ONEONTA – An article highlighting Oneonta’s $10 Million Downtown Revitalization Initiative made the NY Region section of the New York Times yesterday.
Headlined, “For Oneonta’s Aging Downtown, a $10 Million Face-Lift,” Lisa W. Foderaro’s article focuses on Mayor Gary Herzig’s efforts to bring young renters and shoppers back to Oneonta’s downtown by renovating historic buildings, upgrading signage and increasing housing offerings.
“We’re very lucky in that our downtown is beautiful and historic and it’s mostly still intact,” Herzig told the paper. “We are the largest city in a 50- to 60-mile radius. Really what we need are more people to live in our downtown, to be visiting our downtown and to work downtown.”
By banning fracking and backing casinos, Governor Cuomo got it backwards, New York Times’ columnist Joe Nocera opined in Saturday’s newspaper.
“Anyone who cares about the economic viability of New York State should be troubled by these two decisions,” Nocera wrote. “It is fracking — despite risks — that has the potential to boost struggling communities, by providing well-paying, middle-class jobs. Casinos, meanwhile, are a road to nowhere. The Cuomo administration got it exactly backward. ” READ MORE
Local writers George Saunders and Dana Spiotta were among 900 authors who took out a two-page ad in today’s New York Times decrying Amazon “directly targetting” authors to extract contract concessions from their publisher, Hachette.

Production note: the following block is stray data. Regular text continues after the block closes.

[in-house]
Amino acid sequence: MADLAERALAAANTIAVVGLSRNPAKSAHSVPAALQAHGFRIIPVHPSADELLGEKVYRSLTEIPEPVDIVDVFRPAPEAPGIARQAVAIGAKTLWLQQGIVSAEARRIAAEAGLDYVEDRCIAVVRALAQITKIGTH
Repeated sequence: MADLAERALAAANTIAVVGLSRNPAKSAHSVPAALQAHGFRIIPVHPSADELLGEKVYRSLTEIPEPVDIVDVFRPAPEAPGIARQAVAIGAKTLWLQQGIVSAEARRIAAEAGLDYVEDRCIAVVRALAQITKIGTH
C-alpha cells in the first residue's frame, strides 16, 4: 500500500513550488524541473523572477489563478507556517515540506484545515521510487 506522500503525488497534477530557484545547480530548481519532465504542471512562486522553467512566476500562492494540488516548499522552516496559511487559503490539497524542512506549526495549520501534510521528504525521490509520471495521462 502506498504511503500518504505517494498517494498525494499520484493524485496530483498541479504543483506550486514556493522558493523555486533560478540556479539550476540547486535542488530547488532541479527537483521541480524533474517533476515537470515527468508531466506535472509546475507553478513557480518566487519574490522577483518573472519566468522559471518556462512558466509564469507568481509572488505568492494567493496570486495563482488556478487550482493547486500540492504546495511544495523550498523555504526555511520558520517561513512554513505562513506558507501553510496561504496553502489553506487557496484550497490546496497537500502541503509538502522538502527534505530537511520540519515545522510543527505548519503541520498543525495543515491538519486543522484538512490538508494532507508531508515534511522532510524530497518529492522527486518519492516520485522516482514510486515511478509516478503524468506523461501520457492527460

Sherman Alexie, who delivered SUNY Oneonta’s Mills Distinguished Lecture last September after his 2007 novel “Flight” was the college’s first “common read,” also signed the ad.
They join John Grisham, Stephen King, James Patterson and most leading U.S. writers in adding their names to the ad.
Saunders, who teaches at Syracuse University, is living in the Oneonta area, although he has been keeping a low profile locally. Last year’s prize-winning short story collection, “Tenth of December,” was published to national raves.
Spiotta was proprietor of The Rose & Kettle restaurant in Cherry Valley while writing “Eat the Document,” which was a finalist for the 2006 National Book Award. After a year at the American Academy in Rome, she also is teaching at Syracuse.
When the New York Times interview Mayor Jeff Katz in conjunction with the Baseball Hall of Fame’s 75th anniversary, he repeated a now-familiar plaint: “Everyone makes more money off Cooperstown than the village of Cooperstown does.”